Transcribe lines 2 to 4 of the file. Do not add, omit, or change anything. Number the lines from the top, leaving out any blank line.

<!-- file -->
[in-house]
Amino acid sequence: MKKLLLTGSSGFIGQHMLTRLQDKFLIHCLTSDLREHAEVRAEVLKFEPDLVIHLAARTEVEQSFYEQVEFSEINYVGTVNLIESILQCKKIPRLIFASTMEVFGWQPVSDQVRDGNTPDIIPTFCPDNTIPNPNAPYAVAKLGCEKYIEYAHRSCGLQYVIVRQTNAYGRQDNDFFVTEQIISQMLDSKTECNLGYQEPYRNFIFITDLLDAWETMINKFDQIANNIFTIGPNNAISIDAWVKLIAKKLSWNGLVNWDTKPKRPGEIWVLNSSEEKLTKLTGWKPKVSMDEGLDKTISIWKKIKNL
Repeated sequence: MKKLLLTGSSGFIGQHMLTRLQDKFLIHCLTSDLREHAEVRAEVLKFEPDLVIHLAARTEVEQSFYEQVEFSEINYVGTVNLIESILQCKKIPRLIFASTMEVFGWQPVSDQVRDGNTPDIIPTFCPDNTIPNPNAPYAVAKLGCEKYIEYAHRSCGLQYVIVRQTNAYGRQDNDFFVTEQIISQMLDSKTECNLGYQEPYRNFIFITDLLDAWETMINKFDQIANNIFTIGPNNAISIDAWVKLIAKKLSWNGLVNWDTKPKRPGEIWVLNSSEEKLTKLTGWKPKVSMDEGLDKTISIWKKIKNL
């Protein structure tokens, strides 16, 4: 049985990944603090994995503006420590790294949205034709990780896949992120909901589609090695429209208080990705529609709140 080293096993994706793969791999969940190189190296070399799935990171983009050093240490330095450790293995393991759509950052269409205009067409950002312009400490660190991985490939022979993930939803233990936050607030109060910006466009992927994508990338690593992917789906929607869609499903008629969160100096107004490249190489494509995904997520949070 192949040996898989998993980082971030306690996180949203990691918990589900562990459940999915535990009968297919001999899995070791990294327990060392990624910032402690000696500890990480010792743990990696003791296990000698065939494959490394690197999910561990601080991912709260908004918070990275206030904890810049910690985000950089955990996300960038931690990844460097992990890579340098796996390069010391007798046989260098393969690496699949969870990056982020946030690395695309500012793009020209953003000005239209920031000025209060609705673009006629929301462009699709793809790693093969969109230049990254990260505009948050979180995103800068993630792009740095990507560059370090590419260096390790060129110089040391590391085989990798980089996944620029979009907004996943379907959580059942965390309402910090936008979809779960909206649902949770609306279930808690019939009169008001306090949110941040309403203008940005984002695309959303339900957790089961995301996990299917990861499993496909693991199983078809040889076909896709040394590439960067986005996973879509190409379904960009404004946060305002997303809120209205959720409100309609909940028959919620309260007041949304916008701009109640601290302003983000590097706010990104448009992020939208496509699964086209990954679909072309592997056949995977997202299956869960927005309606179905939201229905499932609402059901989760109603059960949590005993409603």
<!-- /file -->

Amino acid sequence: MKKLLLTGSSGFIGQHMLTRLQDKFLIHCLTSDLREHAEVRAEVLKFEPDLVIHLAARTEVEQSFYEQVEFSEINYVGTVNLIESILQCKKIPRLIFASTMEVFGWQPVSDQVRDGNTPDIIPTFCPDNTIPNPNAPYAVAKLGCEKYIEYAHRSCGLQYVIVRQTNAYGRQDNDFFVTEQIISQMLDSKTECNLGYQEPYRNFIFITDLLDAWETMINKFDQIANNIFTIGPNNAISIDAWVKLIAKKLSWNGLVNWDTKPKRPGEIWVLNSSEEKLTKLTGWKPKVSMDEGLDKTISIWKKIKNL
Repeated sequence: MKKLLLTGSSGFIGQHMLTRLQDKFLIHCLTSDLREHAEVRAEVLKFEPDLVIHLAARTEVEQSFYEQVEFSEINYVGTVNLIESILQCKKIPRLIFASTMEVFGWQPVSDQVRDGNTPDIIPTFCPDNTIPNPNAPYAVAKLGCEKYIEYAHRSCGLQYVIVRQTNAYGRQDNDFFVTEQIISQMLDSKTECNLGYQEPYRNFIFITDLLDAWETMINKFDQIANNIFTIGPNNAISIDAWVKLIAKKLSWNGLVNWDTKPKRPGEIWVLNSSEEKLTKLTGWKPKVSMDEGLDKTISIWKKIKNL
């Protein structure tokens, strides 16, 4: 049985990944603090994995503006420590790294949205034709990780896949992120909901589609090695429209208080990705529609709140 080293096993994706793969791999969940190189190296070399799935990171983009050093240490330095450790293995393991759509950052269409205009067409950002312009400490660190991985490939022979993930939803233990936050607030109060910006466009992927994508990338690593992917789906929607869609499903008629969160100096107004490249190489494509995904997520949070 192949040996898989998993980082971030306690996180949203990691918990589900562990459940999915535990009968297919001999899995070791990294327990060392990624910032402690000696500890990480010792743990990696003791296990000698065939494959490394690197999910561990601080991912709260908004918070990275206030904890810049910690985000950089955990996300960038931690990844460097992990890579340098796996390069010391007798046989260098393969690496699949969870990056982020946030690395695309500012793009020209953003000005239209920031000025209060609705673009006629929301462009699709793809790693093969969109230049990254990260505009948050979180995103800068993630792009740095990507560059370090590419260096390790060129110089040391590391085989990798980089996944620029979009907004996943379907959580059942965390309402910090936008979809779960909206649902949770609306279930808690019939009169008001306090949110941040309403203008940005984002695309959303339900957790089961995301996990299917990861499993496909693991199983078809040889076909896709040394590439960067986005996973879509190409379904960009404004946060305002997303809120209205959720409100309609909940028959919620309260007041949304916008701009109640601290302003983000590097706010990104448009992020939208496509699964086209990954679909072309592997056949995977997202299956869960927005309606179905939201229905499932609402059901989760109603059960949590005993409603």